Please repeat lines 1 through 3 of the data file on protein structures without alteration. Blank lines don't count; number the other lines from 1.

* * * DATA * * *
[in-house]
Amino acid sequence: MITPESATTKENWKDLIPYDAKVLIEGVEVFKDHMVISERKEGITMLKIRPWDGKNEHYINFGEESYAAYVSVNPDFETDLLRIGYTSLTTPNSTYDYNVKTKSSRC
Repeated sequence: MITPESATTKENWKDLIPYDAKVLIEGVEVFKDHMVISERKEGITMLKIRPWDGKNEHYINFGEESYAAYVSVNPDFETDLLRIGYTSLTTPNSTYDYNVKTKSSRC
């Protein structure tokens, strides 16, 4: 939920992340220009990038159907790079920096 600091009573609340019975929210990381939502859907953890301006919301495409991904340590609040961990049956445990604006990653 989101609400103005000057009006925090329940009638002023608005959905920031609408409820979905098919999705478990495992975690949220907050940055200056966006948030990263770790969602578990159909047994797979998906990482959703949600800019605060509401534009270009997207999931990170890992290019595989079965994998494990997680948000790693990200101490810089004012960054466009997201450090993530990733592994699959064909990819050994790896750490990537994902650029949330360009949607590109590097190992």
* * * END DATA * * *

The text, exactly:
[in-house]
Amino acid sequence: MITPESATTKENWKDLIPYDAKVLIEGVEVFKDHMVISERKEGITMLKIRPWDGKNEHYINFGEESYAAYVSVNPDFETDLLRIGYTSLTTPNSTYDYNVKTKSSRC
Repeated sequence: MITPESATTKENWKDLIPYDAKVLIEGVEVFKDHMVISERKEGITMLKIRPWDGKNEHYINFGEESYAAYVSVNPDFETDLLRIGYTSLTTPNSTYDYNVKTKSSRC